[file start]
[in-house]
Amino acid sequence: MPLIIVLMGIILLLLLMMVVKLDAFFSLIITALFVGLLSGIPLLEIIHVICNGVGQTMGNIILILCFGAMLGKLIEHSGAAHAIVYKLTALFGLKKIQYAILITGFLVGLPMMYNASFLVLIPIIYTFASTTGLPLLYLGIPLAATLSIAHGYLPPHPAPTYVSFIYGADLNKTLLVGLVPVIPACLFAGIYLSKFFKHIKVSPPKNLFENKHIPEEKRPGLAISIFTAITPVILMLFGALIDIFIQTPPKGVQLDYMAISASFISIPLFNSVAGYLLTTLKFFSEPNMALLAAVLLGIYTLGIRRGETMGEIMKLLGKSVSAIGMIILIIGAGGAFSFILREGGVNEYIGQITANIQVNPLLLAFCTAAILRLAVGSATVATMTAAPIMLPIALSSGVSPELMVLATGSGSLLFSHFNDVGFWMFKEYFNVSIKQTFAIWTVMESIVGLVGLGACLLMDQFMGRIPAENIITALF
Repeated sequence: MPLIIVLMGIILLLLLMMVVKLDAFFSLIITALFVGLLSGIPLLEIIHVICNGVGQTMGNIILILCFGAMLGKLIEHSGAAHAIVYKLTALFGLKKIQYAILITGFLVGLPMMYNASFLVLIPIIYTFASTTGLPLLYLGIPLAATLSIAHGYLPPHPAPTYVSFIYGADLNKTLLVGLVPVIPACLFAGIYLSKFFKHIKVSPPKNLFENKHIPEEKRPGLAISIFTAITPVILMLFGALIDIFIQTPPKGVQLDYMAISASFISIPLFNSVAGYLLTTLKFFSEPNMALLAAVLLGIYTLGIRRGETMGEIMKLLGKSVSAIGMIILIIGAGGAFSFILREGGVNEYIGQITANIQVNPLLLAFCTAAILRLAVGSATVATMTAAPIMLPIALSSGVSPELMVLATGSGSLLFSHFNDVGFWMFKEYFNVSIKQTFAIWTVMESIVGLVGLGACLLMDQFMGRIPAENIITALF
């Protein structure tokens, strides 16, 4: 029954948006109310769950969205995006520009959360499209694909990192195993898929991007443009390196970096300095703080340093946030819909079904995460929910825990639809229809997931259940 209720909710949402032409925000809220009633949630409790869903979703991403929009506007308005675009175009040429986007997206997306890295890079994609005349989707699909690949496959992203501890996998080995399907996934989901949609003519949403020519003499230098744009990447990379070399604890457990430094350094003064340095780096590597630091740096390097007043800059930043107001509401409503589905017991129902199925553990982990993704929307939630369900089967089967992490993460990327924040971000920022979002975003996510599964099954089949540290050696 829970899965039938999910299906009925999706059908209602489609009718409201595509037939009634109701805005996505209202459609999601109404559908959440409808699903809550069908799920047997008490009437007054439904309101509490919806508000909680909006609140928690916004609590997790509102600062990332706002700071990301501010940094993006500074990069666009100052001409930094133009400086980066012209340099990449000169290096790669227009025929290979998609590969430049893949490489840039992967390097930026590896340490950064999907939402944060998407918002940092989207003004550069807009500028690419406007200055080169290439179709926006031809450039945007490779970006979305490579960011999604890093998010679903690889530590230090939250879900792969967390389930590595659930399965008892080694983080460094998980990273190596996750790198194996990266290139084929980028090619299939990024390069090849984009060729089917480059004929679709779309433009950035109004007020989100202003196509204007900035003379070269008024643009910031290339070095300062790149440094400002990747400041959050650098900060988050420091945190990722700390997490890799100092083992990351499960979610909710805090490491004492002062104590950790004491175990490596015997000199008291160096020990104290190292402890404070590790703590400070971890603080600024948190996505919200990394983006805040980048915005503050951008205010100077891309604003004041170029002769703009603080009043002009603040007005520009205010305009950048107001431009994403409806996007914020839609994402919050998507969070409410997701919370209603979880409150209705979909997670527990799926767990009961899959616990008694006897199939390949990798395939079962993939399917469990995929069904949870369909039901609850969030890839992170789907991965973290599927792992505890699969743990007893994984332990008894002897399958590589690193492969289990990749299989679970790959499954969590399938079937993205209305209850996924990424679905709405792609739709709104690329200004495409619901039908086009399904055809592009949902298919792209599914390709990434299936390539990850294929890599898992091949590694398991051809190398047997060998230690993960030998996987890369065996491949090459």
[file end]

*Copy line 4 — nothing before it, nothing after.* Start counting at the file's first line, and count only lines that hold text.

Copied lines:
């Protein structure tokens, strides 16, 4: 029954948006109310769950969205995006520009959360499209694909990192195993898929991007443009390196970096300095703080340093946030819909079904995460929910825990639809229809997931259940 209720909710949402032409925000809220009633949630409790869903979703991403929009506007308005675009175009040429986007997206997306890295890079994609005349989707699909690949496959992203501890996998080995399907996934989901949609003519949403020519003499230098744009990447990379070399604890457990430094350094003064340095780096590597630091740096390097007043800059930043107001509401409503589905017991129902199925553990982990993704929307939630369900089967089967992490993460990327924040971000920022979002975003996510599964099954089949540290050696 829970899965039938999910299906009925999706059908209602489609009718409201595509037939009634109701805005996505209202459609999601109404559908959440409808699903809550069908799920047997008490009437007054439904309101509490919806508000909680909006609140928690916004609590997790509102600062990332706002700071990301501010940094993006500074990069666009100052001409930094133009400086980066012209340099990449000169290096790669227009025929290979998609590969430049893949490489840039992967390097930026590896340490950064999907939402944060998407918002940092989207003004550069807009500028690419406007200055080169290439179709926006031809450039945007490779970006979305490579960011999604890093998010679903690889530590230090939250879900792969967390389930590595659930399965008892080694983080460094998980990273190596996750790198194996990266290139084929980028090619299939990024390069090849984009060729089917480059004929679709779309433009950035109004007020989100202003196509204007900035003379070269008024643009910031290339070095300062790149440094400002990747400041959050650098900060988050420091945190990722700390997490890799100092083992990351499960979610909710805090490491004492002062104590950790004491175990490596015997000199008291160096020990104290190292402890404070590790703590400070971890603080600024948190996505919200990394983006805040980048915005503050951008205010100077891309604003004041170029002769703009603080009043002009603040007005520009205010305009950048107001431009994403409806996007914020839609994402919050998507969070409410997701919370209603979880409150209705979909997670527990799926767990009961899959616990008694006897199939390949990798395939079962993939399917469990995929069904949870369909039901609850969030890839992170789907991965973290599927792992505890699969743990007893994984332990008894002897399958590589690193492969289990990749299989679970790959499954969590399938079937993205209305209850996924990424679905709405792609739709709104690329200004495409619901039908086009399904055809592009949902298919792209599914390709990434299936390539990850294929890599898992091949590694398991051809190398047997060998230690993960030998996987890369065996491949090459």